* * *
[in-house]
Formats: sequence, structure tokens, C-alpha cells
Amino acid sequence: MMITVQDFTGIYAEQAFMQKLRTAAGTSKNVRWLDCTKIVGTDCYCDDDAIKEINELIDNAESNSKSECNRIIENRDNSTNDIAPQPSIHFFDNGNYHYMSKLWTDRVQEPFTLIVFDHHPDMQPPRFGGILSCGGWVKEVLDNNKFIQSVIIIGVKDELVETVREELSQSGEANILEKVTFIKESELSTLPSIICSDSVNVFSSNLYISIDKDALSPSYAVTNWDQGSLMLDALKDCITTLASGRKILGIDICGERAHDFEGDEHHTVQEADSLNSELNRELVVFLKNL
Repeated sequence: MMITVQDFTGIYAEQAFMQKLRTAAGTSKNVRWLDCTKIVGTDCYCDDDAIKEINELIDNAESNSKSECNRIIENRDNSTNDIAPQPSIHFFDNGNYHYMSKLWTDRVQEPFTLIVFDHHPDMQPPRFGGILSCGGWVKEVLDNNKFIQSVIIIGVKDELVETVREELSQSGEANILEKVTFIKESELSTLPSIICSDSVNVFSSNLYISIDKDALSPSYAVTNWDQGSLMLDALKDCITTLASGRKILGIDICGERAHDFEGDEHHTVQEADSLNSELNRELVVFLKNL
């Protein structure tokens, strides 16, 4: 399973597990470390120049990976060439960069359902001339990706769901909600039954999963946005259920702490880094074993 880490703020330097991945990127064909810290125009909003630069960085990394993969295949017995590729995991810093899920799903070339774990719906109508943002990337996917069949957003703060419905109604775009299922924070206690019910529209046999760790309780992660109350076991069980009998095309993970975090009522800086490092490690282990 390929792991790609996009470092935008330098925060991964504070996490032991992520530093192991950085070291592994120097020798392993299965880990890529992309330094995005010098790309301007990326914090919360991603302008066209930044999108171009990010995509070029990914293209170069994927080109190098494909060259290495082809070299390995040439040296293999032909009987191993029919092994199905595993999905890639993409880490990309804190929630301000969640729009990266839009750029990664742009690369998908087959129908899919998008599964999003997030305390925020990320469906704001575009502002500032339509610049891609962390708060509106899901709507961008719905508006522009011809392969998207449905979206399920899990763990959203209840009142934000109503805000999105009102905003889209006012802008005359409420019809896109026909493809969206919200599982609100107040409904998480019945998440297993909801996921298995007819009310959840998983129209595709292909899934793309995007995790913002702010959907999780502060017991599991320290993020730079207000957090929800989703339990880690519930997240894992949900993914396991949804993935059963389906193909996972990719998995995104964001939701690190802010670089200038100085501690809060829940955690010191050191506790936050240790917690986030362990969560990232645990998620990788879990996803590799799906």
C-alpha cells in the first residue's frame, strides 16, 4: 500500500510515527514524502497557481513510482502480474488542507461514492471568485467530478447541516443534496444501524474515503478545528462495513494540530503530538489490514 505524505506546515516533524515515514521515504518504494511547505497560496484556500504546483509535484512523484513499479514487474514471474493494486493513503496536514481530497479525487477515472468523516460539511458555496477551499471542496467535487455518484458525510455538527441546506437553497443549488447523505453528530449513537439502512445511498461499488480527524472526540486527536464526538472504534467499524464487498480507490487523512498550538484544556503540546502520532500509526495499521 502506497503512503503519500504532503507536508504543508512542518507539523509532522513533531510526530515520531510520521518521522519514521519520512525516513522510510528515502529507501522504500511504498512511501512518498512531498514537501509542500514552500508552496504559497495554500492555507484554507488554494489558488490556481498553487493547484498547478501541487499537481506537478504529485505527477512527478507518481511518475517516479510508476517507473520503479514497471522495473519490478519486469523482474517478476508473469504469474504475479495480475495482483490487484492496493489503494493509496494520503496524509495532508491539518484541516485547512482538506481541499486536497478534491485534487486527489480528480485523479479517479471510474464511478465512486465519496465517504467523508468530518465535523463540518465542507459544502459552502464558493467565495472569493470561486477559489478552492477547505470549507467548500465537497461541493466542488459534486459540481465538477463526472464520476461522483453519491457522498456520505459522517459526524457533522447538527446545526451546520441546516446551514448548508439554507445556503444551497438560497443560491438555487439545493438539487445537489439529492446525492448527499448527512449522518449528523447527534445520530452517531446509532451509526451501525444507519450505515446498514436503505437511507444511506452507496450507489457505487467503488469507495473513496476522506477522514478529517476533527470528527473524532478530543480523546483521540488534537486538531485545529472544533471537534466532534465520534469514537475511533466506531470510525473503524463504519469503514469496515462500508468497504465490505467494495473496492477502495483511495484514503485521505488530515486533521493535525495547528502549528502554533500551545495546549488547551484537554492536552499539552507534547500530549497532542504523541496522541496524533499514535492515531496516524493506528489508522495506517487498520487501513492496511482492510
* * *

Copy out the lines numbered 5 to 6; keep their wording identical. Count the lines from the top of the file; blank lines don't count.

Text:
């Protein structure tokens, strides 16, 4: 399973597990470390120049990976060439960069359902001339990706769901909600039954999963946005259920702490880094074993 880490703020330097991945990127064909810290125009909003630069960085990394993969295949017995590729995991810093899920799903070339774990719906109508943002990337996917069949957003703060419905109604775009299922924070206690019910529209046999760790309780992660109350076991069980009998095309993970975090009522800086490092490690282990 390929792991790609996009470092935008330098925060991964504070996490032991992520530093192991950085070291592994120097020798392993299965880990890529992309330094995005010098790309301007990326914090919360991603302008066209930044999108171009990010995509070029990914293209170069994927080109190098494909060259290495082809070299390995040439040296293999032909009987191993029919092994199905595993999905890639993409880490990309804190929630301000969640729009990266839009750029990664742009690369998908087959129908899919998008599964999003997030305390925020990320469906704001575009502002500032339509610049891609962390708060509106899901709507961008719905508006522009011809392969998207449905979206399920899990763990959203209840009142934000109503805000999105009102905003889209006012802008005359409420019809896109026909493809969206919200599982609100107040409904998480019945998440297993909801996921298995007819009310959840998983129209595709292909899934793309995007995790913002702010959907999780502060017991599991320290993020730079207000957090929800989703339990880690519930997240894992949900993914396991949804993935059963389906193909996972990719998995995104964001939701690190802010670089200038100085501690809060829940955690010191050191506790936050240790917690986030362990969560990232645990998620990788879990996803590799799906």
C-alpha cells in the first residue's frame, strides 16, 4: 500500500510515527514524502497557481513510482502480474488542507461514492471568485467530478447541516443534496444501524474515503478545528462495513494540530503530538489490514 505524505506546515516533524515515514521515504518504494511547505497560496484556500504546483509535484512523484513499479514487474514471474493494486493513503496536514481530497479525487477515472468523516460539511458555496477551499471542496467535487455518484458525510455538527441546506437553497443549488447523505453528530449513537439502512445511498461499488480527524472526540486527536464526538472504534467499524464487498480507490487523512498550538484544556503540546502520532500509526495499521 502506497503512503503519500504532503507536508504543508512542518507539523509532522513533531510526530515520531510520521518521522519514521519520512525516513522510510528515502529507501522504500511504498512511501512518498512531498514537501509542500514552500508552496504559497495554500492555507484554507488554494489558488490556481498553487493547484498547478501541487499537481506537478504529485505527477512527478507518481511518475517516479510508476517507473520503479514497471522495473519490478519486469523482474517478476508473469504469474504475479495480475495482483490487484492496493489503494493509496494520503496524509495532508491539518484541516485547512482538506481541499486536497478534491485534487486527489480528480485523479479517479471510474464511478465512486465519496465517504467523508468530518465535523463540518465542507459544502459552502464558493467565495472569493470561486477559489478552492477547505470549507467548500465537497461541493466542488459534486459540481465538477463526472464520476461522483453519491457522498456520505459522517459526524457533522447538527446545526451546520441546516446551514448548508439554507445556503444551497438560497443560491438555487439545493438539487445537489439529492446525492448527499448527512449522518449528523447527534445520530452517531446509532451509526451501525444507519450505515446498514436503505437511507444511506452507496450507489457505487467503488469507495473513496476522506477522514478529517476533527470528527473524532478530543480523546483521540488534537486538531485545529472544533471537534466532534465520534469514537475511533466506531470510525473503524463504519469503514469496515462500508468497504465490505467494495473496492477502495483511495484514503485521505488530515486533521493535525495547528502549528502554533500551545495546549488547551484537554492536552499539552507534547500530549497532542504523541496522541496524533499514535492515531496516524493506528489508522495506517487498520487501513492496511482492510